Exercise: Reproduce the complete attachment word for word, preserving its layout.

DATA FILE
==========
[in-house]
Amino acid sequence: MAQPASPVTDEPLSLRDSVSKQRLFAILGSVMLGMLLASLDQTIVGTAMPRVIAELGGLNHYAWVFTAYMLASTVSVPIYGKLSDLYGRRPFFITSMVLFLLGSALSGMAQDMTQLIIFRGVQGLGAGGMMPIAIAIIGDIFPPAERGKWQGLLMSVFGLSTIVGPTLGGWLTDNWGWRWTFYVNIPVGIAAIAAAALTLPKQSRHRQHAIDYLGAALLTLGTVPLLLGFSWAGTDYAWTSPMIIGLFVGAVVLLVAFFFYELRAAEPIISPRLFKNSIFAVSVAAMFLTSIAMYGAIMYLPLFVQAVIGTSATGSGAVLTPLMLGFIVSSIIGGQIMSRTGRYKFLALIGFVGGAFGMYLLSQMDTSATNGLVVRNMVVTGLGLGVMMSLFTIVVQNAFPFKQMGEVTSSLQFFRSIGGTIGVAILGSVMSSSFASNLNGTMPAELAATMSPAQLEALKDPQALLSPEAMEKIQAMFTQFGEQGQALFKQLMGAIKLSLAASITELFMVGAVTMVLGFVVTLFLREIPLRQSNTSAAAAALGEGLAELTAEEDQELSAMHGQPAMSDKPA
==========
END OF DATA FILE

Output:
[in-house]
Amino acid sequence: MAQPASPVTDEPLSLRDSVSKQRLFAILGSVMLGMLLASLDQTIVGTAMPRVIAELGGLNHYAWVFTAYMLASTVSVPIYGKLSDLYGRRPFFITSMVLFLLGSALSGMAQDMTQLIIFRGVQGLGAGGMMPIAIAIIGDIFPPAERGKWQGLLMSVFGLSTIVGPTLGGWLTDNWGWRWTFYVNIPVGIAAIAAAALTLPKQSRHRQHAIDYLGAALLTLGTVPLLLGFSWAGTDYAWTSPMIIGLFVGAVVLLVAFFFYELRAAEPIISPRLFKNSIFAVSVAAMFLTSIAMYGAIMYLPLFVQAVIGTSATGSGAVLTPLMLGFIVSSIIGGQIMSRTGRYKFLALIGFVGGAFGMYLLSQMDTSATNGLVVRNMVVTGLGLGVMMSLFTIVVQNAFPFKQMGEVTSSLQFFRSIGGTIGVAILGSVMSSSFASNLNGTMPAELAATMSPAQLEALKDPQALLSPEAMEKIQAMFTQFGEQGQALFKQLMGAIKLSLAASITELFMVGAVTMVLGFVVTLFLREIPLRQSNTSAAAAALGEGLAELTAEEDQELSAMHGQPAMSDKPA